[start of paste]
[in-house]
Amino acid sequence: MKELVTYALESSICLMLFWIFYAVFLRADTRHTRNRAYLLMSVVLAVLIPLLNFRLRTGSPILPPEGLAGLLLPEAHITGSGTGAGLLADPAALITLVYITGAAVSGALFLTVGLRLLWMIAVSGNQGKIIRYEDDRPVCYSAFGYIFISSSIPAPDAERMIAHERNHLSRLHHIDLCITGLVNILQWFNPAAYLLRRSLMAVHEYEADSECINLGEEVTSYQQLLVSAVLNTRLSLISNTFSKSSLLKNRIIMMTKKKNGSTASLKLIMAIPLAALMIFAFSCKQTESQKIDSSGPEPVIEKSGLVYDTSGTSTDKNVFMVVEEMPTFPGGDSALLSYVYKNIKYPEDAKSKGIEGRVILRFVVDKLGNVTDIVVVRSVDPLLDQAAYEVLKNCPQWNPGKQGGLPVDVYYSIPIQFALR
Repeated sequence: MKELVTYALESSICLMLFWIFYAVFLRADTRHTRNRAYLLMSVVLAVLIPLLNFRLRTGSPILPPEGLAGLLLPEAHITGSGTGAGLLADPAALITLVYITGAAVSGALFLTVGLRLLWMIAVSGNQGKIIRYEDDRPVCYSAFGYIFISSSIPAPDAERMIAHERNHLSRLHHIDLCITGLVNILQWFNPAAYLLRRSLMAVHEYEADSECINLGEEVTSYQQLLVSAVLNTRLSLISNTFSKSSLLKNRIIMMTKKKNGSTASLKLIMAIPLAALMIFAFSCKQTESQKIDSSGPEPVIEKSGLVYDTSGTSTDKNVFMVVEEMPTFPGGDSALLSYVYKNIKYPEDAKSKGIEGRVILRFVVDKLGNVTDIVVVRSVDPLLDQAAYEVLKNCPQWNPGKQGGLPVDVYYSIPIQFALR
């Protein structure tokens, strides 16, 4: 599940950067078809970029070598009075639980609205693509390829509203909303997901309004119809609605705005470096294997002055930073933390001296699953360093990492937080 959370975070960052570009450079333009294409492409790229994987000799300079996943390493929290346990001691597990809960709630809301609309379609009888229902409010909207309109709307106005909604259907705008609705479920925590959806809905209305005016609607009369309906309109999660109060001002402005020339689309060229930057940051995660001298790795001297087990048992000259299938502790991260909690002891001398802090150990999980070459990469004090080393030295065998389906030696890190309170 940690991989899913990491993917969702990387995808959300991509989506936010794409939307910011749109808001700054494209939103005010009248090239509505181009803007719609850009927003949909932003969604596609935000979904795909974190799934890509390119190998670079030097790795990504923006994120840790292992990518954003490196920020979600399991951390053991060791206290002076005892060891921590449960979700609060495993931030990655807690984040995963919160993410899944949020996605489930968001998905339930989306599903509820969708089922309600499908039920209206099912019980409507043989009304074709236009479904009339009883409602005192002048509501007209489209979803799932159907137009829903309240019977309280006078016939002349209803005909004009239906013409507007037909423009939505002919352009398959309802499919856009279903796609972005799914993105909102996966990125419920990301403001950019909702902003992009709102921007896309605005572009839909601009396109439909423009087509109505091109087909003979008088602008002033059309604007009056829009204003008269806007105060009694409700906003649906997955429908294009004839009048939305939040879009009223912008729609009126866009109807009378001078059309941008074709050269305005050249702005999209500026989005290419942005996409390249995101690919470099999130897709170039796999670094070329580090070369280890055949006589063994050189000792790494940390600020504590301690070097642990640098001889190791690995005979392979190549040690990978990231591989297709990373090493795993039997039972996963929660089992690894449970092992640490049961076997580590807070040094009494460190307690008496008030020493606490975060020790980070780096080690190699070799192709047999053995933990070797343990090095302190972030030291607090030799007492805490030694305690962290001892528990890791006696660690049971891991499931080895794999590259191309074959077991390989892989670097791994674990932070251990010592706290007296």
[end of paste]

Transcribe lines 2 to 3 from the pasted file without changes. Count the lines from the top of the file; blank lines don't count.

Amino acid sequence: MKELVTYALESSICLMLFWIFYAVFLRADTRHTRNRAYLLMSVVLAVLIPLLNFRLRTGSPILPPEGLAGLLLPEAHITGSGTGAGLLADPAALITLVYITGAAVSGALFLTVGLRLLWMIAVSGNQGKIIRYEDDRPVCYSAFGYIFISSSIPAPDAERMIAHERNHLSRLHHIDLCITGLVNILQWFNPAAYLLRRSLMAVHEYEADSECINLGEEVTSYQQLLVSAVLNTRLSLISNTFSKSSLLKNRIIMMTKKKNGSTASLKLIMAIPLAALMIFAFSCKQTESQKIDSSGPEPVIEKSGLVYDTSGTSTDKNVFMVVEEMPTFPGGDSALLSYVYKNIKYPEDAKSKGIEGRVILRFVVDKLGNVTDIVVVRSVDPLLDQAAYEVLKNCPQWNPGKQGGLPVDVYYSIPIQFALR
Repeated sequence: MKELVTYALESSICLMLFWIFYAVFLRADTRHTRNRAYLLMSVVLAVLIPLLNFRLRTGSPILPPEGLAGLLLPEAHITGSGTGAGLLADPAALITLVYITGAAVSGALFLTVGLRLLWMIAVSGNQGKIIRYEDDRPVCYSAFGYIFISSSIPAPDAERMIAHERNHLSRLHHIDLCITGLVNILQWFNPAAYLLRRSLMAVHEYEADSECINLGEEVTSYQQLLVSAVLNTRLSLISNTFSKSSLLKNRIIMMTKKKNGSTASLKLIMAIPLAALMIFAFSCKQTESQKIDSSGPEPVIEKSGLVYDTSGTSTDKNVFMVVEEMPTFPGGDSALLSYVYKNIKYPEDAKSKGIEGRVILRFVVDKLGNVTDIVVVRSVDPLLDQAAYEVLKNCPQWNPGKQGGLPVDVYYSIPIQFALR